the Army surpassed its recruiting goal for the past fiscal year. It
recruited 80,517 people with a goal that it had set at 80,000.
With all the talk of hope and change of the election cycle just past,
it appears that foreign policy will continue to be conducted at the
end of the barrel of a gun. It will be business as usual. It's
difficult to counter arguments that the Taliban needs to be dealt
with through diplomacy with the reputation of the "good war" being
fought in Afghanistan accepted in many quarters of society in the
U.S. Afghanistan remains a country dominated by warlords, the
Taliban, and a profitable opium trade. Despite the accepted cant in
U.S. media outlets, women in Afghanistan have never been fully
accepted and integrated into its society, with great injustices still apparent.
What many recruits will discover upon reporting for military training
is that the military is a closed society whose sole purpose is to
strip the individual of all individuality and break down any
resistance to killing those who have been designated as "the enemy"
by the government. It happened in Vietnam and again in Iraq with
devastating results for both the civilian populations of both
countries and the servicemen and women who were sent to fight those
battles. Not much has changed!
Howard Lisnoff teaches writing and is a freelance writer. He was a
war resister during the Vietnam War. He can be reached at
More Seek Military Careers Due To Poor Job Market
Reported by: Jenell Walton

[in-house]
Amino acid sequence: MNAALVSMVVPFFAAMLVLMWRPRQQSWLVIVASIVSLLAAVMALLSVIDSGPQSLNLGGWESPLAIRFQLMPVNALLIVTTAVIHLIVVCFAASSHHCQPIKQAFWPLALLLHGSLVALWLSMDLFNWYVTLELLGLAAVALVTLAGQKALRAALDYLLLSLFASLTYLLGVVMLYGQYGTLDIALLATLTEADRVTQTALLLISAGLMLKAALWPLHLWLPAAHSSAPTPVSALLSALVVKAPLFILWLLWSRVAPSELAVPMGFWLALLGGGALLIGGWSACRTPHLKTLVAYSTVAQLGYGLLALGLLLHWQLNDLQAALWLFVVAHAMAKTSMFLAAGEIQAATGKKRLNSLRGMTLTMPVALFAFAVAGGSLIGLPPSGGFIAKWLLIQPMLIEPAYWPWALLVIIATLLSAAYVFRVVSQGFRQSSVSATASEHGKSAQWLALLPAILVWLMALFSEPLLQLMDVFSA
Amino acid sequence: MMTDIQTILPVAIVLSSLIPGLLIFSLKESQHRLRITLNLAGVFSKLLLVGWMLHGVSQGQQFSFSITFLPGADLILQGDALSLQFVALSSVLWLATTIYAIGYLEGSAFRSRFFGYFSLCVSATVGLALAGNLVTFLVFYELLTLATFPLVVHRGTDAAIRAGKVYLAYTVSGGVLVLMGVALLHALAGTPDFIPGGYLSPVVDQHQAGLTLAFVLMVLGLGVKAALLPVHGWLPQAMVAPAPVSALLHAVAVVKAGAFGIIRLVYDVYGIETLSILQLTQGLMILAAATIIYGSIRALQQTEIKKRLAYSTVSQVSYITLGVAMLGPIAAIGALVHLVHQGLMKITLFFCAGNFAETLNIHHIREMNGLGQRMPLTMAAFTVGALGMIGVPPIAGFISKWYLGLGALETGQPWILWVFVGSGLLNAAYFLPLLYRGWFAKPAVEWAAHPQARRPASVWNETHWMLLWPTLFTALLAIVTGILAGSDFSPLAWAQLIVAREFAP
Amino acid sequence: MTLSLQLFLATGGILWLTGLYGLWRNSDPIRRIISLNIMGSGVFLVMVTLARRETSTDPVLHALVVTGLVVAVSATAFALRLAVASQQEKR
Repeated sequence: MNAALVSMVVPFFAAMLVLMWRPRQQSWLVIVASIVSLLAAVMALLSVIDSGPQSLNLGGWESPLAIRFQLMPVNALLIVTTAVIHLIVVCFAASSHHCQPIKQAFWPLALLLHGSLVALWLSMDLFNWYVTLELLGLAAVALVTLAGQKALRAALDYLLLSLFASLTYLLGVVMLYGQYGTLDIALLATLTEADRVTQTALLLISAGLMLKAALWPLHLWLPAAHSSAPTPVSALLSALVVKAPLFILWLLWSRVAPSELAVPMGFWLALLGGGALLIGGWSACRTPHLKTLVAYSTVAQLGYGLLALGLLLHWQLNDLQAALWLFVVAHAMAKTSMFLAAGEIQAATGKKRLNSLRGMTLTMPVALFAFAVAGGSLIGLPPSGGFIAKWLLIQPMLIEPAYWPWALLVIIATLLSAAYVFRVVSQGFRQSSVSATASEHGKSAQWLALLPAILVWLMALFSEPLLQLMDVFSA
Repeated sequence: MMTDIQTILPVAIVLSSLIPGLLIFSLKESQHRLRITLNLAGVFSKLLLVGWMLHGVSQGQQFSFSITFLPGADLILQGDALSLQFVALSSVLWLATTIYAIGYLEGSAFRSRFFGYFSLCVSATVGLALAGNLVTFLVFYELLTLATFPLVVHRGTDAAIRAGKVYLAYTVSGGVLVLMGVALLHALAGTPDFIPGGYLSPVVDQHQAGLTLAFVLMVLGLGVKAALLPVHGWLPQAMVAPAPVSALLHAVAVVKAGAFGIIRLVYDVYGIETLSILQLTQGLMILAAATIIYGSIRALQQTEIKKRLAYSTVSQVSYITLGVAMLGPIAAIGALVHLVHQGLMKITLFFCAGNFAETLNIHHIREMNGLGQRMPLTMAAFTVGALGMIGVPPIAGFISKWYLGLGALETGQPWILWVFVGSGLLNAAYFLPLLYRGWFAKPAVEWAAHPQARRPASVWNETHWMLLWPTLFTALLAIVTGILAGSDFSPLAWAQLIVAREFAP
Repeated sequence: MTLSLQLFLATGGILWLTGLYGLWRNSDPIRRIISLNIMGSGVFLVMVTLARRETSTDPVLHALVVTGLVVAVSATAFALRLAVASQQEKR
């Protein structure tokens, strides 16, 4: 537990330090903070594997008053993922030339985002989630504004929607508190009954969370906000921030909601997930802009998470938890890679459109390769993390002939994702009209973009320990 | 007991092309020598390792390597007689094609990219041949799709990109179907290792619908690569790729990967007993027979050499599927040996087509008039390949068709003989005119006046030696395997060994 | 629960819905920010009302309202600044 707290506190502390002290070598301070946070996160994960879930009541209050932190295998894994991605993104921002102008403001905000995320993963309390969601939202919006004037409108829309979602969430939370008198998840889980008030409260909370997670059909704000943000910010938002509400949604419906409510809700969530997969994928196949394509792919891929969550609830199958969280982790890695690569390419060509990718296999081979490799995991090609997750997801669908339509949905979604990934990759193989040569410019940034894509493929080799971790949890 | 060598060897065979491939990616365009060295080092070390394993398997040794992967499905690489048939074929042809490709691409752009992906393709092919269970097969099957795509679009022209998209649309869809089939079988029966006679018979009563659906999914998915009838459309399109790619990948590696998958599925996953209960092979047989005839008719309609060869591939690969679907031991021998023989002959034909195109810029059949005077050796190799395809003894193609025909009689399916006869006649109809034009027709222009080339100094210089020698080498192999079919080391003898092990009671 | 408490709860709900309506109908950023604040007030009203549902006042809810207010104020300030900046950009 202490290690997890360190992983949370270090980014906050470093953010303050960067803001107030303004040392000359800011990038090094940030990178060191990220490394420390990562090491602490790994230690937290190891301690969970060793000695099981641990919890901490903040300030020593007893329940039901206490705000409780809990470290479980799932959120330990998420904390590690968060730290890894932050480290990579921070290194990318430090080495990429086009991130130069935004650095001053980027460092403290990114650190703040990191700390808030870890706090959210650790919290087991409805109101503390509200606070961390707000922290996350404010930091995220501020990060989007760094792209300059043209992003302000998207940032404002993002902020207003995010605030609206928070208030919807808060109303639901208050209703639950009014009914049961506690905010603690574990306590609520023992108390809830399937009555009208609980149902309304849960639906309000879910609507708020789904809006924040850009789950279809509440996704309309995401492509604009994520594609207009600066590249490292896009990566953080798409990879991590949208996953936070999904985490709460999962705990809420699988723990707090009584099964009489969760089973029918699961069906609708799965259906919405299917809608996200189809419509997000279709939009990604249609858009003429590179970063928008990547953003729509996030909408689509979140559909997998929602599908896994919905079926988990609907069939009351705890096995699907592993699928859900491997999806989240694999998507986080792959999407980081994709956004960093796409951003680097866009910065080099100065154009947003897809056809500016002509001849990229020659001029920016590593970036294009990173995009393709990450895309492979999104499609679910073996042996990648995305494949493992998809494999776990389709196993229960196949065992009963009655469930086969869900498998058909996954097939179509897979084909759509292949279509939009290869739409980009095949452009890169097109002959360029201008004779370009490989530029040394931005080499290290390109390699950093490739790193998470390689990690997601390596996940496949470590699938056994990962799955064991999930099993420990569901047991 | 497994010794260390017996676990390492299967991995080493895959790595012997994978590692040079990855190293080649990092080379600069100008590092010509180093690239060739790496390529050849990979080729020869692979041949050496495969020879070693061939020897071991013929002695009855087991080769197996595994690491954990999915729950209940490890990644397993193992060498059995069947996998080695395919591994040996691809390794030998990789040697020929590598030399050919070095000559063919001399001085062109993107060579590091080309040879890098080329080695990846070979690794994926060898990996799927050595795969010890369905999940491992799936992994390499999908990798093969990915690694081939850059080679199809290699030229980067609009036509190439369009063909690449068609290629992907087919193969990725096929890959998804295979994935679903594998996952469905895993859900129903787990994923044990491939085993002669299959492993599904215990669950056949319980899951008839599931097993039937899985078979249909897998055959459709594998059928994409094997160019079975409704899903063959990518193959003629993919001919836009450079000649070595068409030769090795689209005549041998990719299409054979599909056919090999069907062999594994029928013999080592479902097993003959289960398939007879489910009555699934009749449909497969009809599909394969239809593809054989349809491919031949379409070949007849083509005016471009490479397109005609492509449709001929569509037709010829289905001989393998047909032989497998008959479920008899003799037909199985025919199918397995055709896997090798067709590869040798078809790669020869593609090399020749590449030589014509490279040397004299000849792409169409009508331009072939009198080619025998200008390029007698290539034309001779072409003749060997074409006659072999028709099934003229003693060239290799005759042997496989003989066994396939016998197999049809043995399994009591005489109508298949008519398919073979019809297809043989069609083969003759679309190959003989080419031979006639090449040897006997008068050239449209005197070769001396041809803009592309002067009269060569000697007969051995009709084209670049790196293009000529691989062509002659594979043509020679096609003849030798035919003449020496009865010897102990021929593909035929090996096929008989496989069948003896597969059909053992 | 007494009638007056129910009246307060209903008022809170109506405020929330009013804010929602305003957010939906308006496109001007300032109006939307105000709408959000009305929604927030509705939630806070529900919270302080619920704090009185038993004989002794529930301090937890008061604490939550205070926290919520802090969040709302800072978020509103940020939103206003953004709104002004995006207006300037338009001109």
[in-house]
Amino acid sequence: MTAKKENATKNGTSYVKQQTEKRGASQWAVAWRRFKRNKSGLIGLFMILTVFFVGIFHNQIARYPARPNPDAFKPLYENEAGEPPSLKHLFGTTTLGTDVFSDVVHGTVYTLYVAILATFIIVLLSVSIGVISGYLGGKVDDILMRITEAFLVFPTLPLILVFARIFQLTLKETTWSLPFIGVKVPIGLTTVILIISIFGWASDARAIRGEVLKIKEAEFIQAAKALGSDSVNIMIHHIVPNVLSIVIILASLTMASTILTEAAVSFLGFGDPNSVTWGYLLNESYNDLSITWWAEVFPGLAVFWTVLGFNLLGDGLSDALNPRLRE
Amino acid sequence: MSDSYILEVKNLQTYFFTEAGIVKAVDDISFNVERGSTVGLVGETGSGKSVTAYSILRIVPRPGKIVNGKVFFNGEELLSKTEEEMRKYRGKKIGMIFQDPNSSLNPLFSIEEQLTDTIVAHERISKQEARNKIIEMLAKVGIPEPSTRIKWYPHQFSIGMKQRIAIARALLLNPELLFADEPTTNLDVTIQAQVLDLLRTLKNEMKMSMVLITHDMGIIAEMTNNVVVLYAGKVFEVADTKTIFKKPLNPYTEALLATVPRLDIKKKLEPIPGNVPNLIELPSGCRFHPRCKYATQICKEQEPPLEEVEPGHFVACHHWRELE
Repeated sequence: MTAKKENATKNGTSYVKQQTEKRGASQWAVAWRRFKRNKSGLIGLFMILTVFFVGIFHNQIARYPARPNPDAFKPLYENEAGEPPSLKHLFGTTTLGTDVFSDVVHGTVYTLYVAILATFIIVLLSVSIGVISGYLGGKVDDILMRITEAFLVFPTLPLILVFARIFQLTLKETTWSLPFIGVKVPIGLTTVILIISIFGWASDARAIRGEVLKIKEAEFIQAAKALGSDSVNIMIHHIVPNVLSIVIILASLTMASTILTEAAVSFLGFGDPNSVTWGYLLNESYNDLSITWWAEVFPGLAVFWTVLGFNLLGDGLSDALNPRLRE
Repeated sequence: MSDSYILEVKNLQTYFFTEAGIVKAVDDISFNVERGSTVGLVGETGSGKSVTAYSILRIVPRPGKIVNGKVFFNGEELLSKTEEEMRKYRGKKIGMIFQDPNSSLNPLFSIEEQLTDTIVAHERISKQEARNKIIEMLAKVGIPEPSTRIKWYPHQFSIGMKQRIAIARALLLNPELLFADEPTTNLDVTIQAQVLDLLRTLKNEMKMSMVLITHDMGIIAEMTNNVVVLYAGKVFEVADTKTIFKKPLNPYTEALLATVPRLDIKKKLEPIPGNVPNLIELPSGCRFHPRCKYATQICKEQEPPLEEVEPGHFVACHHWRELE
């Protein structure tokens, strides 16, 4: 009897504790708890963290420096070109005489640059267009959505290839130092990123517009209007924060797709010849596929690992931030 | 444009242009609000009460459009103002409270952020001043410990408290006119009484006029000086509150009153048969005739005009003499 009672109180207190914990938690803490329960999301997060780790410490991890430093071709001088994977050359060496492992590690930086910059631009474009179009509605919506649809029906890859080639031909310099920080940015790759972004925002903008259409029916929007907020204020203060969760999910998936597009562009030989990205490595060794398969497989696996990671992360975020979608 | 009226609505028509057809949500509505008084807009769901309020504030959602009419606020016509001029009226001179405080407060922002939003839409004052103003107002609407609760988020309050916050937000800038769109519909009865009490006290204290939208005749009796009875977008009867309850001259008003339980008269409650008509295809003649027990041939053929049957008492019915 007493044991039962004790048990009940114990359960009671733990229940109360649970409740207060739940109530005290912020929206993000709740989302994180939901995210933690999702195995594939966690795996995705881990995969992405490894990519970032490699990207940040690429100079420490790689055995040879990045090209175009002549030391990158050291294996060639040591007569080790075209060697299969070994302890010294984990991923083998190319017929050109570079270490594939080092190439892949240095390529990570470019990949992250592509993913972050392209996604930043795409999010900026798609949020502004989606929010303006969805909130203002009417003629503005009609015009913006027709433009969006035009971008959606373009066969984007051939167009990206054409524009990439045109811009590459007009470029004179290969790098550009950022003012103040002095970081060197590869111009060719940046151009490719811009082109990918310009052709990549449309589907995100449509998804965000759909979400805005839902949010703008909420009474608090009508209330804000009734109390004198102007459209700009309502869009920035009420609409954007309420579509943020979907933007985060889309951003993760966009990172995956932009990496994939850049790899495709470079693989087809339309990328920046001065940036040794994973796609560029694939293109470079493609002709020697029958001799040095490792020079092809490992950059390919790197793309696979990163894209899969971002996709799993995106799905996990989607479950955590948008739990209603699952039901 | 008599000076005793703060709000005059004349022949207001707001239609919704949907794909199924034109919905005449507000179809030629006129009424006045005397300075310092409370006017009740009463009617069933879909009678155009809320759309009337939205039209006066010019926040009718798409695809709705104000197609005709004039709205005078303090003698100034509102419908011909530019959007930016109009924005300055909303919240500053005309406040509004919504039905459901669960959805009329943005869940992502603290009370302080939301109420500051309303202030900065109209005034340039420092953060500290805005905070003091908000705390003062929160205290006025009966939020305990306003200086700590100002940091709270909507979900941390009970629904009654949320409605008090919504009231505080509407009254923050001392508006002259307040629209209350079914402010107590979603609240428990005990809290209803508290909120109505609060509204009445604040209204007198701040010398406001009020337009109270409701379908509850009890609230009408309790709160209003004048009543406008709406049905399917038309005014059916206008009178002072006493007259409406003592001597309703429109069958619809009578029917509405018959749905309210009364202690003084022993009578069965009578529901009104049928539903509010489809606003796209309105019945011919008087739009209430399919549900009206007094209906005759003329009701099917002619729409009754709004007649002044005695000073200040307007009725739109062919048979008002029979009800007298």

Last Update: 1/07/09
Some local recruiters say the poor economy has led some people to
take another look at a military career.
For some, it's the last resort because they can't find a job.
Some new enlistees are people who have been laid off from good paying
jobs, so they need to earn enough to support a family.
And the military is becoming a more attractive option.
The U.S. is fighting two wars, but that's not enough to deter some
people from enlisting in the military.
Recruiters say many are struggling to pay bills, so they're finding
more mature people at their doors.
"You have to join before your 35th birthday, if you don't have prior
service," said Sergeant Robert Williams, of the Ohio Air National
Guard. "I've got people that are 28, 29, 30-years-old looking for
full-time work. Looking for training. Looking for ways to payback
Enlisting guarantees a steady paycheck and a signing bonus from
$1,000 up to $40,000.
"No matter what you work, if you work the whole month or a couple of
days, it's automatic," said U.S. Army Recruiter Christopher Swantek
from his Glenway Avenue office. "If you're married you're going to
get a housing allowance if you choose not to live on a military post,
which that is guaranteed so you don't have to worry about a place to live."
Stephen Chaney, of Anderson Township, says he realizes there is a
chance that he could be sent to serve in a war zone, but he needs to
find a way to pay for college.
"I looked into student loans – and having a hard time getting those
to go through – so I figured I'd do this," Chaney said, from Sgt.
Williams office in Blue Ash.
Others need to support their families and say with a slow job market,
a military career is a way to learn a new skill.
"The automotive industry has hit Ohio very hard," said Sgt. Williams.
"People have come to me and said, 'Hey, I want to learn a trade.' The
Air National Guard, we have many trades from computers, to
communications satellite equipment."